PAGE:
A finite set of unambiguous instructions that, given some set of initial conditions, can be performed in a prescribed sequence to achieve a certain goal and that has a recognisable set of end conditions.
Sometime in March 2019, an audience of discerning classical music aficionados gathered to listen to music. Not just any music. This was Bach fused with an AI composition. The audience had assembled with the task of weeding out the unassailable mastery of the human composer. During the performance, they voted by flashing a card with a blue human face on one side and a red robot face on the other. Much of the time, they it wrong. AI had crossed that boundary of mastery. It had, in computational terminology, passed the ‘Turing Test’, which is when a machine exhibits behaviour that is indistinguishable from human behaviour.
AI has been developed to adapt its behaviour with machine learning, which involves feeding computers examples until they learn to find the critical patterns which will help to create their own content.
There is a specific pattern structure in Bach – specifically in his chorale cantatas, a polyphonic hymn that starts with a tune – sung by the soprano – with an addition of three harmonies – sung by an alto, tenor and a bass :
The minute-long piece you hear below, and whose score you see, comes from DeepBach, a system developed by Gaetan Hadjeres and Francois Pachet at the Sony Computer Science Laboratories in Paris. AI researchers are attempting something akin to hubris, to prove that they can take AI further than we’d previously thought possible — that they can make machines creative, just like human beings.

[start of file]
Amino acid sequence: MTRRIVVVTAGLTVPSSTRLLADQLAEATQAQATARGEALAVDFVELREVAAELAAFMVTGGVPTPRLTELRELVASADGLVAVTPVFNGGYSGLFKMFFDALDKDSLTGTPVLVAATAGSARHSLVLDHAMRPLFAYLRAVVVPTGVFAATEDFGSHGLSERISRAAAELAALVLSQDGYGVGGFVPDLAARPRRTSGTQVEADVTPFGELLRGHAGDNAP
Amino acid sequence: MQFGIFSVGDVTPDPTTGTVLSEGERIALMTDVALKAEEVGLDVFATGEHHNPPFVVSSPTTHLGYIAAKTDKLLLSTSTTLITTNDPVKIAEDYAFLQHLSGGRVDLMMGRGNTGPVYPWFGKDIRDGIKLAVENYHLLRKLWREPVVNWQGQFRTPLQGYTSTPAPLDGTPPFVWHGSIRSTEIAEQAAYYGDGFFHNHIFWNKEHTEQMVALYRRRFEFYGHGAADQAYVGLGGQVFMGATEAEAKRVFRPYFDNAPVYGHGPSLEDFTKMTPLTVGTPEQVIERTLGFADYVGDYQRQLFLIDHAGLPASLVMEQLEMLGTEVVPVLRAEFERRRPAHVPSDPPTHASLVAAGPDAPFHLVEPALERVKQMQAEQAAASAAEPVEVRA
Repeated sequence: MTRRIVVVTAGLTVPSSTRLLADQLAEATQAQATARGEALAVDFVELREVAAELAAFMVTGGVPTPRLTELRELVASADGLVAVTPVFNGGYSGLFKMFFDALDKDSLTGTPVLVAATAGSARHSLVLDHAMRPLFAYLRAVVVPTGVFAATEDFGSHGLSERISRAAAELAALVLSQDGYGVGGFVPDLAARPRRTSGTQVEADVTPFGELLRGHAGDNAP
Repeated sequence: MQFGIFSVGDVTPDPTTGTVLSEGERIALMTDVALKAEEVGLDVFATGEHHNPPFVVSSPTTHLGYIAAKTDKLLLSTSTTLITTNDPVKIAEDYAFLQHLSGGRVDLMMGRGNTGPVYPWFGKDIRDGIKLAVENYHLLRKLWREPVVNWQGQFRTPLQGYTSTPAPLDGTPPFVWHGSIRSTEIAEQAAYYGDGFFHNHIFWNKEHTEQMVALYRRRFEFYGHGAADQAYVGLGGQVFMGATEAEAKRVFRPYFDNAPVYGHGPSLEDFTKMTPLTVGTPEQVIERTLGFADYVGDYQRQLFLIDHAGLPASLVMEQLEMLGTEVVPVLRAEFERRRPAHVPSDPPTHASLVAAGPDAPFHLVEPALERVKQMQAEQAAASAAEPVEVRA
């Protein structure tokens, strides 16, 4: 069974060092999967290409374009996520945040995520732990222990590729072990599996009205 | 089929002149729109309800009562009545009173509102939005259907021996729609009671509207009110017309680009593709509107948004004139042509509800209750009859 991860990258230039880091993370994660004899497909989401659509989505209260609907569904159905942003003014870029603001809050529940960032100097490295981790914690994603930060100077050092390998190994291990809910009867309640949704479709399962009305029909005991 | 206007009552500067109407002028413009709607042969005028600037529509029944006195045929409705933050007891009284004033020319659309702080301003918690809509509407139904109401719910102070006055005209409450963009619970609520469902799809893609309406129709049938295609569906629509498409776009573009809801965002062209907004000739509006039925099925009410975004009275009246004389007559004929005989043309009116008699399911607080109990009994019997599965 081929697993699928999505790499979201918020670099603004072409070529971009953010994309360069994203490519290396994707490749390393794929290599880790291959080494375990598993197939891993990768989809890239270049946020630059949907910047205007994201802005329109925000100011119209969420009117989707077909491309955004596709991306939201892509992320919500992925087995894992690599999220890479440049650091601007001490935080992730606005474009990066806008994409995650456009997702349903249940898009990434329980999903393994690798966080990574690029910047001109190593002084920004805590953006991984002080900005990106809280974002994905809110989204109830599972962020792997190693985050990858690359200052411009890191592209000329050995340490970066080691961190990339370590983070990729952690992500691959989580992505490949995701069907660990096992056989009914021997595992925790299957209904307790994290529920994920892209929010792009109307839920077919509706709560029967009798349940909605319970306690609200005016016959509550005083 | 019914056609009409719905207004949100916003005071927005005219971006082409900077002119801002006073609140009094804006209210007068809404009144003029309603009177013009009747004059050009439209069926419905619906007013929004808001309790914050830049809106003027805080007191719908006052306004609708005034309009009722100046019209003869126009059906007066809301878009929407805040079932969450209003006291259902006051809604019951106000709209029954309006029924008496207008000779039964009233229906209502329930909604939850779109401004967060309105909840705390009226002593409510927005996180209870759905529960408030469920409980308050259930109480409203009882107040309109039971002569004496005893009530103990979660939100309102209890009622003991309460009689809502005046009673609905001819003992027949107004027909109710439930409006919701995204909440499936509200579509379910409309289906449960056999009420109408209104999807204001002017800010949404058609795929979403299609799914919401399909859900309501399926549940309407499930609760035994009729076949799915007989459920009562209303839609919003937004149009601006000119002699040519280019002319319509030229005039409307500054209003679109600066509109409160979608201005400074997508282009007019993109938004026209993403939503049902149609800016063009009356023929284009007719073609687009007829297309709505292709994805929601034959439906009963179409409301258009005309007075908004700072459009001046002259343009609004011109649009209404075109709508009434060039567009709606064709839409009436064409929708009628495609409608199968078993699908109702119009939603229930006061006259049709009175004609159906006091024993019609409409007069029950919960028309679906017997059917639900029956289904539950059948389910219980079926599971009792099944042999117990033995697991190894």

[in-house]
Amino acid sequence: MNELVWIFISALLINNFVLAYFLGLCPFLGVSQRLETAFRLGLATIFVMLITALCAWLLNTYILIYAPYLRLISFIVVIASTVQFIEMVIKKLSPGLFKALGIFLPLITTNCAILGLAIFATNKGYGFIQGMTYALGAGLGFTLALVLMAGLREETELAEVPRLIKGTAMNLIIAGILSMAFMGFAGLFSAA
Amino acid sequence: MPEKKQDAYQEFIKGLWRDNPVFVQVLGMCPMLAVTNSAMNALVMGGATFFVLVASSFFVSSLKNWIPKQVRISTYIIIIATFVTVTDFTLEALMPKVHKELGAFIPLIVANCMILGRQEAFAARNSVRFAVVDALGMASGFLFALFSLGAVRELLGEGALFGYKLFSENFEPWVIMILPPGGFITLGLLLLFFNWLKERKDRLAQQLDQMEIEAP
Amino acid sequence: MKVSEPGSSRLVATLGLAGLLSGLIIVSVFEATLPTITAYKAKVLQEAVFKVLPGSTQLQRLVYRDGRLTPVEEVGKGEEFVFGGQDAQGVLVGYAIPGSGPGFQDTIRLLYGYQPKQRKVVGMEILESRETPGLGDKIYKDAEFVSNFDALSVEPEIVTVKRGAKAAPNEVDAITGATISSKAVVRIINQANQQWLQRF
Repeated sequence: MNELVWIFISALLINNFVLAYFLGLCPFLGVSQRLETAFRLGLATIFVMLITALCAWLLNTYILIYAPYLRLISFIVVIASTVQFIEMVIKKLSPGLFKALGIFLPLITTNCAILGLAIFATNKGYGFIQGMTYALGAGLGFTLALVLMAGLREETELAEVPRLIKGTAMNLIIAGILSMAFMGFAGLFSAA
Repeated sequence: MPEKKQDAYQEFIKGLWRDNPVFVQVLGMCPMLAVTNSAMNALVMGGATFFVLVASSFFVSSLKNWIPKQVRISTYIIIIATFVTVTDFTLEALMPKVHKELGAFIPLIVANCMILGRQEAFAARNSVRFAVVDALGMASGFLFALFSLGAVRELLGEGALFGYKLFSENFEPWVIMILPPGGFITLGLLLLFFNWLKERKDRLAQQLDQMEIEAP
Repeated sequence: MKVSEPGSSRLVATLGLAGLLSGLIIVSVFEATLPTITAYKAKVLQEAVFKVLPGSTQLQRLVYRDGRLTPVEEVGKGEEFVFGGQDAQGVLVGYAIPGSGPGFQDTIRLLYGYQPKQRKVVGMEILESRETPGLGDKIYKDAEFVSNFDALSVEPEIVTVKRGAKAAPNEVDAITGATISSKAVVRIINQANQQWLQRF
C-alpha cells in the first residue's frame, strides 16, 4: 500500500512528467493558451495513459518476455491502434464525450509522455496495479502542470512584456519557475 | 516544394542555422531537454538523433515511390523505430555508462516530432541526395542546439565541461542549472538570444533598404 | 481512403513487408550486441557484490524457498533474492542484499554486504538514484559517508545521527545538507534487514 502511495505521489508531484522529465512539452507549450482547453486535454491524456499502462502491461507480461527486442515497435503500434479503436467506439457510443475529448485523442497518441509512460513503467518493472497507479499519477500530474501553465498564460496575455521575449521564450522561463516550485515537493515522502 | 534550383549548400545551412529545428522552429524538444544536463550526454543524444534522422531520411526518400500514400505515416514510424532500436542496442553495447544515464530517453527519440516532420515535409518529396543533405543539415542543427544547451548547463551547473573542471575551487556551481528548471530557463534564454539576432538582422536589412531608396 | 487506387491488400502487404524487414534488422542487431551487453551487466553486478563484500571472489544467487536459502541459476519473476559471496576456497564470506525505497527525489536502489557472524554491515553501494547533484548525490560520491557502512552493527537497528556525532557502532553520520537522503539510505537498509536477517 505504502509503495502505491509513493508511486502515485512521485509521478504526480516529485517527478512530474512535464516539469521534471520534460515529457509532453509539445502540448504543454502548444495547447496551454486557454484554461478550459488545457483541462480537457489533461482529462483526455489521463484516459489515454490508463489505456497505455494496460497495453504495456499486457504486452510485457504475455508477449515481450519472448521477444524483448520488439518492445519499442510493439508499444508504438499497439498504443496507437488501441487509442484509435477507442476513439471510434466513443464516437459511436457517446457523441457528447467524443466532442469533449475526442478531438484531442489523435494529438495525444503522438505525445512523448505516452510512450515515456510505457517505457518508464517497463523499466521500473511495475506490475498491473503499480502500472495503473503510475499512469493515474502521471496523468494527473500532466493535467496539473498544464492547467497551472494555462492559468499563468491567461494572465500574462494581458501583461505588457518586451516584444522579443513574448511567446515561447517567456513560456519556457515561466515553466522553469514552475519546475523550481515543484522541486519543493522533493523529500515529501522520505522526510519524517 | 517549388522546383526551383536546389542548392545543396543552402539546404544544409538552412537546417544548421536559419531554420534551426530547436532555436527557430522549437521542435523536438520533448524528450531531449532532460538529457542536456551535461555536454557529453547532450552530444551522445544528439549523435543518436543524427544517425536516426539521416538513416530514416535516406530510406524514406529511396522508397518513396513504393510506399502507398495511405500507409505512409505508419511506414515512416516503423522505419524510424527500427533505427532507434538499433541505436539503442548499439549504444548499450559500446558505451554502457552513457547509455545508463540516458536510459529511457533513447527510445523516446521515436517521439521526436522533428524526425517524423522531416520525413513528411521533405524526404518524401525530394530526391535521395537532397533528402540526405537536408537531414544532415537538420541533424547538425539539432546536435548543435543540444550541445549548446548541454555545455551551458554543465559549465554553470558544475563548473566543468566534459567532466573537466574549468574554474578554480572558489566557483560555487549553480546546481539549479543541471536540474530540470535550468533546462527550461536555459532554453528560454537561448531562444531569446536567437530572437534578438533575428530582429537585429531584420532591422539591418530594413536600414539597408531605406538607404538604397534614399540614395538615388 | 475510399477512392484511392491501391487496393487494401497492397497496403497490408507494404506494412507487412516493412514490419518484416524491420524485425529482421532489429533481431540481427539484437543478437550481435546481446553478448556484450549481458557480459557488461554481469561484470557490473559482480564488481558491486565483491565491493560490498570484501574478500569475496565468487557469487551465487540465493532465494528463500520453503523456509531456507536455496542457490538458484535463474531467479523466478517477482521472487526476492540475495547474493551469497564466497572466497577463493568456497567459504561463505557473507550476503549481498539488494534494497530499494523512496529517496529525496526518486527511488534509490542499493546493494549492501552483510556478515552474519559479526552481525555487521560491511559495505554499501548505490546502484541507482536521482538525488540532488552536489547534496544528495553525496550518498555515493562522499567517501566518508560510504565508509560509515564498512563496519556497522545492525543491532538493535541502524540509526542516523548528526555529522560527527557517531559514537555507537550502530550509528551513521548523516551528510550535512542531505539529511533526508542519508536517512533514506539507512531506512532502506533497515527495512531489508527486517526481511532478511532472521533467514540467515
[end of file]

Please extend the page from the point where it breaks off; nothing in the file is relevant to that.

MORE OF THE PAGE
We’ve all felt the one thing that’s uniquely human is our creativity. Now we’re having to ask, what if AI can approach even that? Marcus du Sautoy, Oxford mathematician and author of ‘The Creativity Code: Art and Innovation in the Age of AI’ suggests debunks the pretentions around creativity in general: “People think art is something very mystical — that there’s something appearing out of nothing, the creative genius. I wanted to reveal that a lot of creative acts do have structure and pattern and algorithms and logic.” Says Du Sautoy. “Many people think emotions are just being spilled out onto the page, but any composer will tell you, “I’m actually doing something very structured, and the emotion arises out of the controlled acts I’m using in creating a piece of music.”
Next week… Part 2 and more.